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Ukrainians Shun Kremlin Suggestions Their Country Was Behind Moscow Attack

WorldEuropeUkrainians Shun Kremlin Suggestions Their Country Was Behind Moscow Attack


Ukrainians have reacted with a mixture of concern and mockery to the narrative pushed by the Kremlin and Russian state media that Ukraine was behind the terrorist attack Friday on a Moscow concert hall, a claim made despite the Islamic State’s claim of responsibility.

“This is a typical provocation,” Iryna Blakyta, 24, a resident of Kyiv, said on Monday. “It’s typical for Russia.” She said President Vladimir V. Putin of Russia would use the attack to create a rally-around-the flag effect directed against Ukraine, after more than two years of war have worn down the Russian population. “He needs to mobilize people,” Ms. Blakyta said, “he needs to show who the enemy is.”

That worry was palpable Monday morning in Kyiv, which was targeted by two ballistic missiles in broad daylight, the third air assault against the Ukrainian capital in five days. A university building in a central part of the city was reduced to rubble in the attack, and officials said at least 10 people were injured.

Ukrainian officials said Mr. Putin’s hints that Ukraine was involved in the attack were in line with the Kremlin’s longstanding policy of lying to sow confusion about the motives behind criminal acts, cover up the failings of its security services and justify a violent response.

“Putin is a pathological liar,” Dmytro Kuleba, Ukraine’s foreign minister, wrote on X on Sunday, listing a series of bombings, murders and aggressive actions by Russia that he said were all cloaked in lies, including Russia’s illegal occupation of Crimea in 2014 and the downing of an airliner over Ukraine by Kremlin-backed fighters the same year.

“Do not let Putin and his henchmen dupe you,” Mr. Kuleba said.

Mr. Putin said in a statement about the attack, which killed at least 137 people, that the suspects “were heading toward Ukraine” and that “according to preliminary information, a window was prepared for them on the Ukrainian side to cross the state border.”

But Andriy Yusov, a representative of Ukraine’s military intelligence agency, ridiculed that claim over the weekend, saying that the Ukrainian-Russian border is an active combat zone that is heavily mined and guarded by both sides — making any crossing extremely complicated and dangerous.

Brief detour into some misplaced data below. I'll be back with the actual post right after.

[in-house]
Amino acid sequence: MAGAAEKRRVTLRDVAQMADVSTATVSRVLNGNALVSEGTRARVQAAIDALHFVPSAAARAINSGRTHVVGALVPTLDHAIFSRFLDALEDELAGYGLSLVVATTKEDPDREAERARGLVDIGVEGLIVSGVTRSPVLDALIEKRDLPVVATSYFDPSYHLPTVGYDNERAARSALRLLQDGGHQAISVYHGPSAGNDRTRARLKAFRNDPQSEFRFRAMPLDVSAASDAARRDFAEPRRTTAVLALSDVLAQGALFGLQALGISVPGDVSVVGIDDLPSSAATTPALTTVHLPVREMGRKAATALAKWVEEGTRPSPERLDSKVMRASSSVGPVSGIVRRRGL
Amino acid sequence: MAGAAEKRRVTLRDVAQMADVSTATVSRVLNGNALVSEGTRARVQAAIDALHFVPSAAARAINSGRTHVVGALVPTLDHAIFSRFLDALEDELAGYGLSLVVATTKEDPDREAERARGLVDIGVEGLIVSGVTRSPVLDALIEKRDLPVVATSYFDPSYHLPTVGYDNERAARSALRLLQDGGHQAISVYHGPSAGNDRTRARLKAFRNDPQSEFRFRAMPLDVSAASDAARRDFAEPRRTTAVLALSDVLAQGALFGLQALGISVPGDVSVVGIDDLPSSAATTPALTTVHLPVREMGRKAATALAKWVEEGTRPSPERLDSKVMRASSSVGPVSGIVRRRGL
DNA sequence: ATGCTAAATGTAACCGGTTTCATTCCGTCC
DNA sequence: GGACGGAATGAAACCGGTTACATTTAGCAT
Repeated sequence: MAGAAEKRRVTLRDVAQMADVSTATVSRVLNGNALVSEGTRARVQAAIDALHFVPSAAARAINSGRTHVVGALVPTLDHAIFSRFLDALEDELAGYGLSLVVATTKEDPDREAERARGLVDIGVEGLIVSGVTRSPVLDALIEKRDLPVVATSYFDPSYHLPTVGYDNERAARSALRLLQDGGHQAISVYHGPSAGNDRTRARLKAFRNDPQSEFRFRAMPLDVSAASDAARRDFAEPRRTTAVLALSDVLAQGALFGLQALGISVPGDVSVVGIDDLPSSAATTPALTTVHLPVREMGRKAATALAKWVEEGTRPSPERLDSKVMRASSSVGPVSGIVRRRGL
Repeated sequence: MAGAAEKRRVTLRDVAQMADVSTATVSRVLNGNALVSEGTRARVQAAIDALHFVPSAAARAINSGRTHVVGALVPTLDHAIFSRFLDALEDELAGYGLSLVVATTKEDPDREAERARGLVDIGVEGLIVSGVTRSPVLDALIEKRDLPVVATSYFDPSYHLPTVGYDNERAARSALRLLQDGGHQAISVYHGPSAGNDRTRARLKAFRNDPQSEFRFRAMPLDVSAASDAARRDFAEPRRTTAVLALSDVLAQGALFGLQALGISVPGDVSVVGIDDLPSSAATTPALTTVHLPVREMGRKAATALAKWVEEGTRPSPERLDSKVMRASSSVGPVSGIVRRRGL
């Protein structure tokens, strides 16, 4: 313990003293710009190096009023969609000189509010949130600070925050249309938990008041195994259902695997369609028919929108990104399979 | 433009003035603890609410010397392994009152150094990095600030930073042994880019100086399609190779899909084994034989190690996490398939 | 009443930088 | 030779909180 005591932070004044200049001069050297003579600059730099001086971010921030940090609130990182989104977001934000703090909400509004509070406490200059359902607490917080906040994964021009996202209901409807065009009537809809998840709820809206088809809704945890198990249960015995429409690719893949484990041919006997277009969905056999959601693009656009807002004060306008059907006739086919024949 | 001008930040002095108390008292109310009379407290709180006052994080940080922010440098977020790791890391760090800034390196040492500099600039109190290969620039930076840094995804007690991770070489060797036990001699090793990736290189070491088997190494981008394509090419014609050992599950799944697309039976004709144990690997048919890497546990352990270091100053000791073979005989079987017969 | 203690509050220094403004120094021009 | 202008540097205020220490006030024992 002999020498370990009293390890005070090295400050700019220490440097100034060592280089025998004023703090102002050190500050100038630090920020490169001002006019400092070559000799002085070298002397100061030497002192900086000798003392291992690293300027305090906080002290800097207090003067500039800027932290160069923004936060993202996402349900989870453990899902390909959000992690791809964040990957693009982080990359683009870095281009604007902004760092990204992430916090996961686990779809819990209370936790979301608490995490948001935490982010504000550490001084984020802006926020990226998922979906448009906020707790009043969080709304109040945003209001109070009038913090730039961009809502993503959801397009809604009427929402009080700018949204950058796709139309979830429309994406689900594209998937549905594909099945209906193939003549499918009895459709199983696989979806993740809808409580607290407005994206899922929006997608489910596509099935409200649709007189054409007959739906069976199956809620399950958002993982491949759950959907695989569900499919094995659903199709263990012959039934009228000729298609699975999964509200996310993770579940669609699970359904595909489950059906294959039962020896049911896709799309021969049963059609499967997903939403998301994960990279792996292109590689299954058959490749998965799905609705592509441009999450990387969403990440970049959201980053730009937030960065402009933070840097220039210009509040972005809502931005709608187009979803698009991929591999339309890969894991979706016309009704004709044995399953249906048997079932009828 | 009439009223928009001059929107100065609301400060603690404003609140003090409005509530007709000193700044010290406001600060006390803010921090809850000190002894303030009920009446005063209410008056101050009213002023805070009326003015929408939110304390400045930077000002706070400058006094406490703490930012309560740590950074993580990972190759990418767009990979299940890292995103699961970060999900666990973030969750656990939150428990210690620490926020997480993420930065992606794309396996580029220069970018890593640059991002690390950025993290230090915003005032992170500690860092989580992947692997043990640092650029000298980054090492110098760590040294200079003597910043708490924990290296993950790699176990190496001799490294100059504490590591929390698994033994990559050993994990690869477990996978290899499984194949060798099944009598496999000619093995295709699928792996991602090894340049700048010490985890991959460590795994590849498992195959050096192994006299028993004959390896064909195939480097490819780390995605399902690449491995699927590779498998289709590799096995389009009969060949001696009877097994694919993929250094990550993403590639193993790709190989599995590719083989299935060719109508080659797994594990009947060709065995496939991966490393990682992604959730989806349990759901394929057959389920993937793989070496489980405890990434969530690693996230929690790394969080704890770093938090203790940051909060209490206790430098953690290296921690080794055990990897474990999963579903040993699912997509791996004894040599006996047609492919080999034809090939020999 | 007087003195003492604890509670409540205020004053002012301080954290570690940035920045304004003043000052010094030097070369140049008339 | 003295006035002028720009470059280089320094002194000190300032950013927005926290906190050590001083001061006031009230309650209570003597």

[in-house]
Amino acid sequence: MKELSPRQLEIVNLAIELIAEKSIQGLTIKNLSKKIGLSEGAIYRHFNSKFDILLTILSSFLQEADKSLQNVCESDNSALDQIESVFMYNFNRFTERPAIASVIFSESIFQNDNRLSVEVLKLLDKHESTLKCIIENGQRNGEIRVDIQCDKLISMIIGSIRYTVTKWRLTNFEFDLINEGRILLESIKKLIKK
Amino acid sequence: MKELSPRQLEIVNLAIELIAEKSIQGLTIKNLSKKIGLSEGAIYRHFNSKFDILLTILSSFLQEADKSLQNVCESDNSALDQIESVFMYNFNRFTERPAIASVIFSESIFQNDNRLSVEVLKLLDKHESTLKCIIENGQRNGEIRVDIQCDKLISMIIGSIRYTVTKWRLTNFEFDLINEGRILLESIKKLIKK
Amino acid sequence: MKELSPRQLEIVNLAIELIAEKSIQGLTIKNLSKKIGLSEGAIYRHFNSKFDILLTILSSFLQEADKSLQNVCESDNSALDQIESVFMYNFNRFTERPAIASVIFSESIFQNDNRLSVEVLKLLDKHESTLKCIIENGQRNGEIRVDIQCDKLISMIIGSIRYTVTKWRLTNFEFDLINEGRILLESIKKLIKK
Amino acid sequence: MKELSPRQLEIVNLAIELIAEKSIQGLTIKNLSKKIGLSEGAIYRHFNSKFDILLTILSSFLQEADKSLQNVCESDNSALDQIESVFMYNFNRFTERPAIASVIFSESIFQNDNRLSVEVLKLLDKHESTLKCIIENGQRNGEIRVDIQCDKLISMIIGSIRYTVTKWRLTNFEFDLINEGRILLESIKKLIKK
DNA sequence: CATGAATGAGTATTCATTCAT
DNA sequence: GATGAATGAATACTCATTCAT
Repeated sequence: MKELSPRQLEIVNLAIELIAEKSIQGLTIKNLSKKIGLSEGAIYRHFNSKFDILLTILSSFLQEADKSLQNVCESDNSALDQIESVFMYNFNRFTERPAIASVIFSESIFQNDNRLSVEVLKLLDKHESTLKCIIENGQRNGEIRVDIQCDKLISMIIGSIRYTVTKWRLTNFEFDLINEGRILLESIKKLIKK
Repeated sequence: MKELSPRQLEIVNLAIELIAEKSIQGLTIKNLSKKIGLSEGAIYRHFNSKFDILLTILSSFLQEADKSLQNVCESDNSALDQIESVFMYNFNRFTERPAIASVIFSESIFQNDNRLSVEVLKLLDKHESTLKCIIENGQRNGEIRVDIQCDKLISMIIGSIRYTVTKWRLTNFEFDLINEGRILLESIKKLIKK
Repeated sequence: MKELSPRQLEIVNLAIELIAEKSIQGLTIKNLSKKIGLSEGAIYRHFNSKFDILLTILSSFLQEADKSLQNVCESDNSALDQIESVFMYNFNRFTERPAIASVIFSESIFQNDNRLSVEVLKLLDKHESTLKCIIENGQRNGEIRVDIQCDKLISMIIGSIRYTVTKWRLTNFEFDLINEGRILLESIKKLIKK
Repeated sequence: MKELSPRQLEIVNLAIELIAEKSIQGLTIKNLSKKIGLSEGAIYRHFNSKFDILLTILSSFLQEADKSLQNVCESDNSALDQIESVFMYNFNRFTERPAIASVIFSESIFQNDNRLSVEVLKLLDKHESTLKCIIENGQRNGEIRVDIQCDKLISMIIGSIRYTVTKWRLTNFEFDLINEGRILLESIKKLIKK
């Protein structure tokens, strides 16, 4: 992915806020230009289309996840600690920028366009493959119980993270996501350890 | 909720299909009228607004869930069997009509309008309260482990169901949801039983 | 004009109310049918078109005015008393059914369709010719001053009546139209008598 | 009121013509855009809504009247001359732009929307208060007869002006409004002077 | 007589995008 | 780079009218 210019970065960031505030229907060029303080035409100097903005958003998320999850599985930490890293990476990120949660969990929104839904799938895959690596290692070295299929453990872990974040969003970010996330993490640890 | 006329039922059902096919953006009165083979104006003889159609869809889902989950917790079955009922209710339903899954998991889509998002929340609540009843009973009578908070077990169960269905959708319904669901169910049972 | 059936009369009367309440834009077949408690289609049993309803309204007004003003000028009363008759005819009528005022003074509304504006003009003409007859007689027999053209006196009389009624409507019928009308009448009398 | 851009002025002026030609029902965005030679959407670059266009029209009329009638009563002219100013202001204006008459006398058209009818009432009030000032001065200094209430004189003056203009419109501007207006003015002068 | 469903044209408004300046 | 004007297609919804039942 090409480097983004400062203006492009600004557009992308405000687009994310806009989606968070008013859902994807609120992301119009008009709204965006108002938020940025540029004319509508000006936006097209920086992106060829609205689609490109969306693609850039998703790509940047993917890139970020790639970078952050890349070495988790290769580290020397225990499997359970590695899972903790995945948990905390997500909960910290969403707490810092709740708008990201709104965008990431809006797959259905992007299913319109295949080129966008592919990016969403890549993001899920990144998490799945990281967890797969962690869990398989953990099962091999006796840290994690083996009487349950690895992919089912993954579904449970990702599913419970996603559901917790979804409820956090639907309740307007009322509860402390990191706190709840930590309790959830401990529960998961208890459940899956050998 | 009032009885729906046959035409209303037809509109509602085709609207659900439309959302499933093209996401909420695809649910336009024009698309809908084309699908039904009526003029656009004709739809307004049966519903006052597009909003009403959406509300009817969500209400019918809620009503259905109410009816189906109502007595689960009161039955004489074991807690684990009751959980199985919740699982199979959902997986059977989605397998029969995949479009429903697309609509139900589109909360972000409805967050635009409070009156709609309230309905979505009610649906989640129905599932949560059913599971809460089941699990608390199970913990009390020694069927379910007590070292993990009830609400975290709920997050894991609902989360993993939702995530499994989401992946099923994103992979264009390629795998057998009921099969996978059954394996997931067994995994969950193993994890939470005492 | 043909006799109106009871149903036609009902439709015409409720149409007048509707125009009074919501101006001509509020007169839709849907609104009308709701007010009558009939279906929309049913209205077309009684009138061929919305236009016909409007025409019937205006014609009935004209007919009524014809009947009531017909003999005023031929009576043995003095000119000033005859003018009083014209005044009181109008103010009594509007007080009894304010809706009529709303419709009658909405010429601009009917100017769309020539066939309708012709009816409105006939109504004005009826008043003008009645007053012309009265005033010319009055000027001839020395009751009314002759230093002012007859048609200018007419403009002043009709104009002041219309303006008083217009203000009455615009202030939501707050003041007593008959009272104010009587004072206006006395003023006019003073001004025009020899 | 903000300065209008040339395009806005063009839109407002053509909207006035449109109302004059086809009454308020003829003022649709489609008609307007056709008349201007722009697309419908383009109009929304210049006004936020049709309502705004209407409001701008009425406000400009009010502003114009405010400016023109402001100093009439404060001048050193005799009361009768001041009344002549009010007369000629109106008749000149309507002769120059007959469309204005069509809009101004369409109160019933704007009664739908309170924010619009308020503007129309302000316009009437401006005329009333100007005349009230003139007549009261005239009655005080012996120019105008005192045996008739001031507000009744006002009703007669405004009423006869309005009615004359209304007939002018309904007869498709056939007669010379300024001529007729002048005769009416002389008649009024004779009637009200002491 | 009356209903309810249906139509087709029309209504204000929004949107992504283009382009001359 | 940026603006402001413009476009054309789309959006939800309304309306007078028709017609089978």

“You don’t need to be a security expert” to understand this, Mr. Yusov said on Ukrainian television on Saturday.

He and other officials have pointed to Russia’s use of previous terror attacks to escalate conflicts abroad and further strengthen the country’s security apparatus at home. A series of bombings of residential buildings in Russia in 1999 set off the second of the two post-Soviet wars in Chechnya, and Mr. Putin used a deadly school siege in 2004 to justify his rollback of political freedoms.

Some Ukrainian officials and analysts have said that Russia’s attempts to shift the blame to Ukraine could be used to lay the groundwork for expanding conscription. Russia has captured several cities and villages in Ukraine in recent months, but at considerable human cost, making it crucial to replenish its forces.

“Their only goal is to motivate more Russians to die in their senseless and criminal war against Ukraine,” Mr. Kuleba said.

Mykola Davidiuk, a Ukrainian political analyst, said Mr. Putin wanted to portray Ukraine as “a cruel enemy” linked to terrorism in order to stir up “aggressive attitudes toward Ukraine among Russian people.”

But he added that Ukrainians “don’t care” about this narrative because they have long been used to the Kremlin’s spurious portrayal of the conflict, including Mr. Putin’s false claim that Ukraine is run by neo-Nazi leaders and that the aim of the war is to denazify the country.

For now, people in Ukraine were left wondering whether Mr. Putin would use the terrorist attack to justify more deadly strikes against Ukraine. “He needs to constantly create some reasons, to keep things in control,” Ms. Blakyta said.

On Monday at around 10:30 a.m., residents of Kyiv were startled by a series of loud bangs that came less than a minute after air raid alerts blared across the capital, prompting people to run in the streets to get to shelter.

The Ukrainian Air Force said it had intercepted two ballistic missiles launched from Crimea, but falling debris destroyed a university gym. “Fortunately, there was nobody inside because it was closed,” Mayor Vitali Klitschko of Kyiv said as he visited the site of the strike.

Nearby, investigators were busy collecting and marking missile debris to analyze and determine exactly what kind of weapon was used. Because the missiles streaked into Kyiv quickly after the alarm sounded, there has been speculation that Russia used one of its powerful hypersonic missiles, which fly at several times the speed of sound.

All that remained of the university was a huge pile of bricks, twisted metal structures and broken concrete slabs. Cars nearby were covered in a thick layer of dust, and local people watched as rescuers and firefighters cleared away the rubble, still in shock at what had happened.

“A column of smoke and dust rose, just like in a fog. Then, sirens, rescue vehicles, emergency services,” said Evelina Korzhova, 30, standing in her flower shop, which faced the destroyed building. The shop’s glass window had been shattered by the blast.

In his evening address on Sunday, President Volodymyr Zelensky of Ukraine said that over the past week Russia had launched some 190 missiles, 140 attack drones and 700 aerial bombs at Ukraine.

Oleksandra Mykolyshyn and Daria Mitiuk contributed reporting.





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